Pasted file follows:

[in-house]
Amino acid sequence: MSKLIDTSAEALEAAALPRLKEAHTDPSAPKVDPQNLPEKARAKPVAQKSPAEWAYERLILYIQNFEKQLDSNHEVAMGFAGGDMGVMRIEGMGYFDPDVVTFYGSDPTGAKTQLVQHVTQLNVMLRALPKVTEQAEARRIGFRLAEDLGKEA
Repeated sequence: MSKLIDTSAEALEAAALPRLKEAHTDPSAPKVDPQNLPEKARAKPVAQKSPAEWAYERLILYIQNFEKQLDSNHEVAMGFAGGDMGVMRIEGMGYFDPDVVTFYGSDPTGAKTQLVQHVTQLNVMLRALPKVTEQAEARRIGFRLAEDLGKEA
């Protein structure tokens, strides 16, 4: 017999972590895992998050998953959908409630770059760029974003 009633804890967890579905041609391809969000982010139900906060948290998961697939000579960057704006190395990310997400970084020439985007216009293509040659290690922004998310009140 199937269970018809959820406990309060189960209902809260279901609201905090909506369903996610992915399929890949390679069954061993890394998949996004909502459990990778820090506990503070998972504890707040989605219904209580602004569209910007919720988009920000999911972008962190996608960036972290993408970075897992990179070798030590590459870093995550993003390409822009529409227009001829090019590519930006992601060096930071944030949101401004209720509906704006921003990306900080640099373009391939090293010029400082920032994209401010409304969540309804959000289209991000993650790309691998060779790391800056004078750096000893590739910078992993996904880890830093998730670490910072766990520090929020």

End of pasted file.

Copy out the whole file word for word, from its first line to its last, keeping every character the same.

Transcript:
[in-house]
Amino acid sequence: MSKLIDTSAEALEAAALPRLKEAHTDPSAPKVDPQNLPEKARAKPVAQKSPAEWAYERLILYIQNFEKQLDSNHEVAMGFAGGDMGVMRIEGMGYFDPDVVTFYGSDPTGAKTQLVQHVTQLNVMLRALPKVTEQAEARRIGFRLAEDLGKEA
Repeated sequence: MSKLIDTSAEALEAAALPRLKEAHTDPSAPKVDPQNLPEKARAKPVAQKSPAEWAYERLILYIQNFEKQLDSNHEVAMGFAGGDMGVMRIEGMGYFDPDVVTFYGSDPTGAKTQLVQHVTQLNVMLRALPKVTEQAEARRIGFRLAEDLGKEA
């Protein structure tokens, strides 16, 4: 017999972590895992998050998953959908409630770059760029974003 009633804890967890579905041609391809969000982010139900906060948290998961697939000579960057704006190395990310997400970084020439985007216009293509040659290690922004998310009140 199937269970018809959820406990309060189960209902809260279901609201905090909506369903996610992915399929890949390679069954061993890394998949996004909502459990990778820090506990503070998972504890707040989605219904209580602004569209910007919720988009920000999911972008962190996608960036972290993408970075897992990179070798030590590459870093995550993003390409822009529409227009001829090019590519930006992601060096930071944030949101401004209720509906704006921003990306900080640099373009391939090293010029400082920032994209401010409304969540309804959000289209991000993650790309691998060779790391800056004078750096000893590739910078992993996904880890830093998730670490910072766990520090929020």